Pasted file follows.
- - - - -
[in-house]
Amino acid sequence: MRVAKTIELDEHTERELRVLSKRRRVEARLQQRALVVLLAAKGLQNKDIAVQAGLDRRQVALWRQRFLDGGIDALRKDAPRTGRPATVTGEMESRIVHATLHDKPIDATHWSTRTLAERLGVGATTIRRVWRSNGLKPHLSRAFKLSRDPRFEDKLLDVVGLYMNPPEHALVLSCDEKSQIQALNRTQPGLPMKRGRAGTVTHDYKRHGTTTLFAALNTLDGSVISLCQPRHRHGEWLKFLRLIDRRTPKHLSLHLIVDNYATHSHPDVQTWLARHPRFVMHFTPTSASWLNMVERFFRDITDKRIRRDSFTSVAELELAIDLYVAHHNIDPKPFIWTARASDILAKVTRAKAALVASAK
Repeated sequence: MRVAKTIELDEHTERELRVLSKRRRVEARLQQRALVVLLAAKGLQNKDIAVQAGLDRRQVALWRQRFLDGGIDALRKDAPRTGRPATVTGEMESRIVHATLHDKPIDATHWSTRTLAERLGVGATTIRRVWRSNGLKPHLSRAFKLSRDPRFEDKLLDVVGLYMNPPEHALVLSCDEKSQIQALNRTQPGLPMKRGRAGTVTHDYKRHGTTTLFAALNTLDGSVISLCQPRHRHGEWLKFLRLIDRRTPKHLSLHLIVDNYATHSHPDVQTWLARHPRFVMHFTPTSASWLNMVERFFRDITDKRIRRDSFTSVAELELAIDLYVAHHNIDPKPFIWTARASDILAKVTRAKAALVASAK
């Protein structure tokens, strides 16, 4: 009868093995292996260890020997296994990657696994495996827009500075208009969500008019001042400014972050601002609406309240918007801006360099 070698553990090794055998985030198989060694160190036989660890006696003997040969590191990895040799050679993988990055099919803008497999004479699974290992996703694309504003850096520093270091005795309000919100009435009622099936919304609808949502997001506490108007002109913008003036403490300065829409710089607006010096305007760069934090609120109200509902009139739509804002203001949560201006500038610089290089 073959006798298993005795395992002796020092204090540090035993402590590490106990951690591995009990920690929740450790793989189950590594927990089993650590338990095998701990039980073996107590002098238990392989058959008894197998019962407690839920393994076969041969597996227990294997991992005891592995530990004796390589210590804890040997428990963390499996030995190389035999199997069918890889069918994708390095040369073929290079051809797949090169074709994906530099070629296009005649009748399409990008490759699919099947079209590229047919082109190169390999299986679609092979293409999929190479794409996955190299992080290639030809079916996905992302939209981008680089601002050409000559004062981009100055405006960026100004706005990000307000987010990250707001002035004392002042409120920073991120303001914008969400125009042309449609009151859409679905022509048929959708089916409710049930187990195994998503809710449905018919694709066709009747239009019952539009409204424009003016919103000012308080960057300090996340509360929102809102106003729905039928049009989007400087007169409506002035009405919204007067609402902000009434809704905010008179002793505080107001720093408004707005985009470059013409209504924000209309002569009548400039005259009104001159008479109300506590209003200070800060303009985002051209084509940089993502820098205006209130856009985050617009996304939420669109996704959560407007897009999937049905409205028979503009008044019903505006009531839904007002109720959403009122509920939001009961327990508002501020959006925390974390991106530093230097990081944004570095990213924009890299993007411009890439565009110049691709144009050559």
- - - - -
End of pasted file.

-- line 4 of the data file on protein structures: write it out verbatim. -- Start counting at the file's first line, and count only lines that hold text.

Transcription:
């Protein structure tokens, strides 16, 4: 009868093995292996260890020997296994990657696994495996827009500075208009969500008019001042400014972050601002609406309240918007801006360099 070698553990090794055998985030198989060694160190036989660890006696003997040969590191990895040799050679993988990055099919803008497999004479699974290992996703694309504003850096520093270091005795309000919100009435009622099936919304609808949502997001506490108007002109913008003036403490300065829409710089607006010096305007760069934090609120109200509902009139739509804002203001949560201006500038610089290089 073959006798298993005795395992002796020092204090540090035993402590590490106990951690591995009990920690929740450790793989189950590594927990089993650590338990095998701990039980073996107590002098238990392989058959008894197998019962407690839920393994076969041969597996227990294997991992005891592995530990004796390589210590804890040997428990963390499996030995190389035999199997069918890889069918994708390095040369073929290079051809797949090169074709994906530099070629296009005649009748399409990008490759699919099947079209590229047919082109190169390999299986679609092979293409999929190479794409996955190299992080290639030809079916996905992302939209981008680089601002050409000559004062981009100055405006960026100004706005990000307000987010990250707001002035004392002042409120920073991120303001914008969400125009042309449609009151859409679905022509048929959708089916409710049930187990195994998503809710449905018919694709066709009747239009019952539009409204424009003016919103000012308080960057300090996340509360929102809102106003729905039928049009989007400087007169409506002035009405919204007067609402902000009434809704905010008179002793505080107001720093408004707005985009470059013409209504924000209309002569009548400039005259009104001159008479109300506590209003200070800060303009985002051209084509940089993502820098205006209130856009985050617009996304939420669109996704959560407007897009999937049905409205028979503009008044019903505006009531839904007002109720959403009122509920939001009961327990508002501020959006925390974390991106530093230097990081944004570095990213924009890299993007411009890439565009110049691709144009050559």